Monday, 11 July 2011

Quick Bites: Chimichurri dip

Chimichurri is a traditional Argentinean dip, kind of like their version of pesto! I discovered chimichurri when shopping in borough market one day and I was instantly hooked. It was a little pricey, so once I used up my first pot, I've had to learn how to make my own. I experimented quite a bit with it so only use this recipe as a guideline. Admittedly, it wasn't as good as the borough market version, and I still can't figure out why to this day!

You'll need:
·         1 cup of fresh parsley
·         1/2 cup of fresh oregano leaves
·         4 cloves garlic
·         Half a medium red chilli, roughly chopped
·         1/2 cup of good quality olive oil
·         1/2 tablespoon red wine vinegar
·         Sea salt and ground pepper
Using a blitzer/small food processor, add the fresh herbs and roughly chopped chilli and blend until finely chopped. Mince some garlic and add to the processor, season with salt and pepper and pulse again. Stir in the wet ingredients, and taste. If something is missing, add it. Sometimes just a squeeze of lemon can balance out the flavours perfectly!
I used this as a marinade for steaks and also reserved some to spoon over once cooked. It will give your steak that refreshing taste of summer!

Tarte tatin!

If you have this image of tarte tatin as being this complicated French pastry dish that you wouldn’t dare make at home, this recipe will change your mind!

You don’t need any fancy ingredients, although if you have a vanilla pod, throw in the seeds! Cinnamon is optional but I think it gives it that gastronomical edge!

·         200g puff pastry (plus some flour for dusting)
·         4 eating apples
·         A squeeze of lime
·         100g caster sugar
·         100g butter
·         1 tsp ground cinnamon

Preheat the oven to 200C. Roll out and cut the puff pastry sheet to match the size of your pan, so that it fits perfectly over the top. Your pan must be suitable for use in the oven, so nothing with a plastic handle!

Peel, core and slice the apples in half. As soon as you’ve done each one, place in a bowl of water and lemon juice so they don’t go brown!

Melt the butter with the sugar in the pan over a low heat, stirring occasionally so nothing sticks! Increase the heat slightly once its blended and simmer for a few minutes until the mixture turns a golden-brown caramel colour but this will remain fairly frothy in consistency.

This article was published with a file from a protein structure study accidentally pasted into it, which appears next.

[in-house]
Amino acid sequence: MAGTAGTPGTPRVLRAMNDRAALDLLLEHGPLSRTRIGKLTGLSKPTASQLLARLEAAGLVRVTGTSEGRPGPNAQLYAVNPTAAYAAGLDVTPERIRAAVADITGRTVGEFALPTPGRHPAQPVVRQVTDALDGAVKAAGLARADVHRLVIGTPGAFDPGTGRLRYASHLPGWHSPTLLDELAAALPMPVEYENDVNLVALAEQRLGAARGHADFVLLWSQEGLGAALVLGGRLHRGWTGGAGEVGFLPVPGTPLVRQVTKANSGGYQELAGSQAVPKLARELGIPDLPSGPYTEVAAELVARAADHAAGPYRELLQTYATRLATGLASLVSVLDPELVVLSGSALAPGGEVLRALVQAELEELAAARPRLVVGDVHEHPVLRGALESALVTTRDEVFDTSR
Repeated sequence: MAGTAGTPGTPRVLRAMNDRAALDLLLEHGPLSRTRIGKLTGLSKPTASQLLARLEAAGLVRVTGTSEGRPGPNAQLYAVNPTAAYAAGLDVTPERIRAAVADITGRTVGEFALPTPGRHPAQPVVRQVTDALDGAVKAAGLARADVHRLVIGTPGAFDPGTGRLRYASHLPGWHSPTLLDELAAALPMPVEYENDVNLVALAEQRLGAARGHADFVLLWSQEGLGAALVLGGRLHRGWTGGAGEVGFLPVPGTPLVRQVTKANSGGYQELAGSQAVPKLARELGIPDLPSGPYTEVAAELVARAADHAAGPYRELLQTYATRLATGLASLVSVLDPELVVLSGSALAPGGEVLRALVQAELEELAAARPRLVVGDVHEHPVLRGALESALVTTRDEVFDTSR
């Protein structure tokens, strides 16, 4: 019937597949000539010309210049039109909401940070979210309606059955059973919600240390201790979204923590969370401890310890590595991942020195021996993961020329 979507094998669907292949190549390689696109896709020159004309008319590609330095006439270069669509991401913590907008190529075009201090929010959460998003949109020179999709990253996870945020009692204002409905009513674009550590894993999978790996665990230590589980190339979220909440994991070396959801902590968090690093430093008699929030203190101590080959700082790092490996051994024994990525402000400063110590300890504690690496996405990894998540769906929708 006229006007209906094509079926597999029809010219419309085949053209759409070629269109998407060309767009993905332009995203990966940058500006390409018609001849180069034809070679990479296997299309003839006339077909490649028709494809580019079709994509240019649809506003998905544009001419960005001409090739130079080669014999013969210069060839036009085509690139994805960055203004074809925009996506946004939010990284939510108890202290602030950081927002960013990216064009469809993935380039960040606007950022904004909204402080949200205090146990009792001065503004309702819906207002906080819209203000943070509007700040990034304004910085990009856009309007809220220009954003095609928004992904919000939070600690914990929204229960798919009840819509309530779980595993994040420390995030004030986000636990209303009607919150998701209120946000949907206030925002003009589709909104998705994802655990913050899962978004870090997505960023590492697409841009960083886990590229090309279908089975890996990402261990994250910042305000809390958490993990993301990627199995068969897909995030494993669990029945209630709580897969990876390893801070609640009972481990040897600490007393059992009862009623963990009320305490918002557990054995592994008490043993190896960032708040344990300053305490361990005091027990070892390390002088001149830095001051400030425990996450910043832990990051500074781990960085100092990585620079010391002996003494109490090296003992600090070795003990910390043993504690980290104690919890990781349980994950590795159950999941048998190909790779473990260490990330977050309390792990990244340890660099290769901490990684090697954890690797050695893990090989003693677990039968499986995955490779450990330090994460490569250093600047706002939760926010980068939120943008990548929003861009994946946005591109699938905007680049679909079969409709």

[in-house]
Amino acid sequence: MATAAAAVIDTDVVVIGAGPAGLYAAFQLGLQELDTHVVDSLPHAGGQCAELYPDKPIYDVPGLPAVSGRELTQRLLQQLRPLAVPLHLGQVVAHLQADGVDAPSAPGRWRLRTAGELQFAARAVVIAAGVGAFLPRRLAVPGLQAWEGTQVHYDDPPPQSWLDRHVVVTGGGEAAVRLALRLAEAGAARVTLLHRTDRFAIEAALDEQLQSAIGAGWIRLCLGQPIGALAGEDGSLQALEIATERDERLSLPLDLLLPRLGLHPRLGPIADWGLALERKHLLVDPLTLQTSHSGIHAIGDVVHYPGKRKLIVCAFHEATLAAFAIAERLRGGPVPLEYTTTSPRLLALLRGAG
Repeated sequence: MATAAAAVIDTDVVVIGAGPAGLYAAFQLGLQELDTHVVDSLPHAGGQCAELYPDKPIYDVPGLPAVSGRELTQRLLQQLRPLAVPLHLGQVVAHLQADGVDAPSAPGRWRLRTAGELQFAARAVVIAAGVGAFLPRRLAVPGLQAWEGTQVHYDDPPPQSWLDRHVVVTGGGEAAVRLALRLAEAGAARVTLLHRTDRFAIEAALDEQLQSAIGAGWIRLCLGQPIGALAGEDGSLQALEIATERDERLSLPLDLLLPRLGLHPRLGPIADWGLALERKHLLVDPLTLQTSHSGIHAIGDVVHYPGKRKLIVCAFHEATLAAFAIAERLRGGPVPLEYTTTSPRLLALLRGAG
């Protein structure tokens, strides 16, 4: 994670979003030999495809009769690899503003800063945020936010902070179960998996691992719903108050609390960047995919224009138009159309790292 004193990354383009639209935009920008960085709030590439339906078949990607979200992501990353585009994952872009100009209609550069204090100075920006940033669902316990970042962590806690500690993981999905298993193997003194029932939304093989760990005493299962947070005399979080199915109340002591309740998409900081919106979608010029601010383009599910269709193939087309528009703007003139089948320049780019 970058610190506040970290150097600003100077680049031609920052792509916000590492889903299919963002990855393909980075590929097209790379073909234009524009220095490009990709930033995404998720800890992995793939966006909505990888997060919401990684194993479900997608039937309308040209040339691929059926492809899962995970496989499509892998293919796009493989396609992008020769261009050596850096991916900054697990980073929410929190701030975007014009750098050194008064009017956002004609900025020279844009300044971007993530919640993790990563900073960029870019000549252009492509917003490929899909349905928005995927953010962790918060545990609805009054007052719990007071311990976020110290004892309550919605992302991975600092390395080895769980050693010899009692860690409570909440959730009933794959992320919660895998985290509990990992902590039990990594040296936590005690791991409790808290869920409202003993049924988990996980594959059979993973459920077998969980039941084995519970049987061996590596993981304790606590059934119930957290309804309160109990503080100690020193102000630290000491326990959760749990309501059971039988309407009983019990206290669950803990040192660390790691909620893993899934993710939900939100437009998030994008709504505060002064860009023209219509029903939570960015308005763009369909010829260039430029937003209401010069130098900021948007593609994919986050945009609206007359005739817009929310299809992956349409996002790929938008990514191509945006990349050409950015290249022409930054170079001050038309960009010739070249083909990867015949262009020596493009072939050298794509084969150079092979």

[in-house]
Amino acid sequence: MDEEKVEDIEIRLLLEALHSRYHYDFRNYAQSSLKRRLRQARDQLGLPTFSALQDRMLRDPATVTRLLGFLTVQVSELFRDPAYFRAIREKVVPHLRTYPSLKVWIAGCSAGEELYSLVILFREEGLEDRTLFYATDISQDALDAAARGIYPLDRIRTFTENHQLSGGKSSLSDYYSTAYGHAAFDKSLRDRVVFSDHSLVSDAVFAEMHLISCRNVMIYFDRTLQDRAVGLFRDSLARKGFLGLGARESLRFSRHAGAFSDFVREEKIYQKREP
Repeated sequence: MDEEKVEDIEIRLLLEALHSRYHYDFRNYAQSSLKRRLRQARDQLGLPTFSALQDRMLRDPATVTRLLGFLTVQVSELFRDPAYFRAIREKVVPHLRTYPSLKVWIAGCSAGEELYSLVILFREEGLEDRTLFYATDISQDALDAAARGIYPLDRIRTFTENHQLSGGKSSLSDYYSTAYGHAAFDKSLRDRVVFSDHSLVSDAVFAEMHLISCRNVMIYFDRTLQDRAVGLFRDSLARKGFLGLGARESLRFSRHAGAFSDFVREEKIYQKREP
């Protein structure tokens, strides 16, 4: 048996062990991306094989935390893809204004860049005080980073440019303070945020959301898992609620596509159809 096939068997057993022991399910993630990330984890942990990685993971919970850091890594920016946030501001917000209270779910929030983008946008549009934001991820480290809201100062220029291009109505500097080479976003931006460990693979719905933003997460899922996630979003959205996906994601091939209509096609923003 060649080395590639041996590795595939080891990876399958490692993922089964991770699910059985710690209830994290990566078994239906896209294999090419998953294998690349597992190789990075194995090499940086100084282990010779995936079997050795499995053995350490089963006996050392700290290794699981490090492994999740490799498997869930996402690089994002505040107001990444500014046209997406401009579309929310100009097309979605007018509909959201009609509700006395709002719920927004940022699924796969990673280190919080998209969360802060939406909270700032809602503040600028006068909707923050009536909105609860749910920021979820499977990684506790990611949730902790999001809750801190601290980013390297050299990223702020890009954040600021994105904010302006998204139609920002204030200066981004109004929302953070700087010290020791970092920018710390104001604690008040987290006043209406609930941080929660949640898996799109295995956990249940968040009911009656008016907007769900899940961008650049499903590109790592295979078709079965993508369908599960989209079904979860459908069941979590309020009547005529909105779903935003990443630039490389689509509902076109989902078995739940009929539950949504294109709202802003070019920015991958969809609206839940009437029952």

Very carefully, place the apples in the pan as snugly as possible, as they do shrink! Leave to simmer in the caramel for 15-20 minutes.

Once the apples have shrunk slightly and turned a slightly golden colour, leave to cool for a few minutes. Place the pastry over the top, use a wooden spoon to even out the surface and tuck in the edges! Place in the oven for 20 minutes, or until it looks something like this;

Take out and leave for a couple of minutes before very carefully turning out the tart onto a big plate, preferably with edges so the caramel doesn’t ooze out! Be very careful when doing this and always wear protective gloves and have a tea towel over your arm to prevent splashing! Decorate with icing sugar or some grated nuts!

Et voila!

Thursday, 7 July 2011

Gastro-pub-grub at the Tommyfield, Kennington.

The Tommyfield is the sort of place every neighbourhood should have, as I found myself too lazy to cook one evening, it proved to be a great little culinary hideout!
As you enter, the atmosphere will hit you straight away as bustling tables of happy diners (and winers!) and smiling staff come into view. We were welcomed warmly by a waiter who turned out to be very knowledgeable about wine and although suggested which bottle of wine we should have, it wasn’t in that pressurising manner that some pontsy restaurants do to get you to buy the overpriced bottle! We chose a light and summery bottle of Viognier as we both settled on scallops followed by poultry! We had just about made up our minds when we saw some gigantic pies march out of the kitchen and onto the tables next to us. My boyfriend at that point officially changed his mind and went for the chicken pie while I was still set on trying (for the first time ever) some guinea fowl.

Our scallops starters were well-cooked and tasted fresh as well as being very reasonably sized. I loved that they left the corals on, I hate seeing chefs let that tasty little treat go to waste! The parma ham it came with was a little dry in texture however, as I prefer it either uncooked or really crisp, so I felt that let the dish down slightly, otherwise it was a lovely starter!

As soon as the pie arrived on Tom’s side of the table he quickly delved in while my guinea fowl two ways was presented in a pub-grub manner, with plenty of jus and generously sized. The taste was certainly there and the simple elements of the dish came together very well.
All in all, the Tommyfield is a good excuse to get away from your kitchen and offers fantastic comfort food for all. I was also very pleased to see the Tommyfield support the fish fight, so next time I’m in the area, I shall pop back for some sustainable fish and chips!
The Tommyfield on Urbanspoon